Air Pollution Is the Theme of World Environment Day

The World Health Organization (WHO) claims that 93% of all the children in the world live in areas where air pollution levels exceed global standards.

GENEVA – China will play host to the United Nations’ annual World Environment Day on June 5. More than 100 countries will participate to address this year’s theme of “Air Pollution” with a special emphasis on how air pollution affects the health of children.

Air pollutio𝗇 is a significant, health and life-threatening problem for people all over the world. According to the UN Environment,

“Approximately 7,000,000 people worldwide die prematurely each year from air pollution, with about 4,000,000 of these deaths occurring in Asia-Pacific.”

The World Health Organization (WHO) claims that 93% of all the children in the world live in areas where air pollutio𝗇 levels exceed global standards.

The WHO calculates that one-quarter of all children who die before reaching five years of age do so because they have been, directly or indirectly, exposed to harmful environmental situations. More than 543,000 children died from respiratory tract infections in 2016 alone.

The American Lung Association has published some startling facts about the impact of air pollutio𝗇 on infant children.

  • Unborn children of pregnant women who have been exposed to particulate matter air pollution frequently delivery pre-term.
  • Children who are raised in polluted areas often suffer from stifled lung growth that can leave them with reduced lung capacity for their entire life.
  • Children living in relatively pollution-free regions have markedly fewer cases of chronic cough, bronchitis, common cold, and conjunctivitis.

Children are especially susceptible to the deleterious effects of air pollutio𝗇 because their lungs are not fully developed. Children have only about 20% of the lung capacity of a normal adult at birth and do not reach full capacity until their teen years. As a result, they breathe more often than adults. Given that children’s immune systems are still developing, their lungs are highly susceptible to the health risks posed by polluted air.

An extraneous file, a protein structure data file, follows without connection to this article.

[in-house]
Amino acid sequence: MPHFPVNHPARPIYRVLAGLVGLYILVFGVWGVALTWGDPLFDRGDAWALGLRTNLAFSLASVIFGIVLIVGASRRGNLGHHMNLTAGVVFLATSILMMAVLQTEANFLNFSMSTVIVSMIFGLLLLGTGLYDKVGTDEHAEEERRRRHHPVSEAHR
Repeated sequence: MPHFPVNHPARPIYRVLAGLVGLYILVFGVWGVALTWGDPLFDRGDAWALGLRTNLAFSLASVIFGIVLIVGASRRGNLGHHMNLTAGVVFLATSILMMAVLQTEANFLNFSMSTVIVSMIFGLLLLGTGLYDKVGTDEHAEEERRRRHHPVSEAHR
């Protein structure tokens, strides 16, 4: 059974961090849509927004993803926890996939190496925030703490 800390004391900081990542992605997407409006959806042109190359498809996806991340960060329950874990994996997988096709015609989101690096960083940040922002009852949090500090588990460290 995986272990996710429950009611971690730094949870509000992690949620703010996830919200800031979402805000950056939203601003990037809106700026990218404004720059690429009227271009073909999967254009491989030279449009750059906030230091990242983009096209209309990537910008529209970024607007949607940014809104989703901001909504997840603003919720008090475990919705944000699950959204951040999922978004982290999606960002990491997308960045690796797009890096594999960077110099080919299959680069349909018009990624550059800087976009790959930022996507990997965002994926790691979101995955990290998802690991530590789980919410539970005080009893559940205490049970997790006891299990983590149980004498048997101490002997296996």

Children whose lung capacity has been hindered carry that problem into adulthood. They have to cope with reduced lung capacity for the rest of their adult lives.

The WHO published a document entitled Air Pollution and Child Health on May 30, 2019, that found that “the vast majority of child deaths from exposure to particulate matter air pollution occur in Low-to-Middle-Income countries (LMICs).”

While 52% of children under the age of five in High-Income countries are exposed to ambient 𝖺𝗂𝗋 𝗉𝗈𝗅𝗅𝗎𝗍𝗂𝗈𝗇, the report claims that the percentage of children exposed in LMIC countries in South and East Asia regions is as high as 99%. The risk factor for children being raised in the Middle East and African nations is 100%.

The death rate for children due to pollution in African LMICs is 184.1 per 100,000. In South and East Asia, the rate is 75.0. By comparison, the rate in HICs in the Americas and Europe is 0.3 children per 100,000.

In addition to infant mortality rates, the WHO report also lists impaired neurodevelopment, obesity, asthma, and childhood cancers among the common dangers of air pollution for children.

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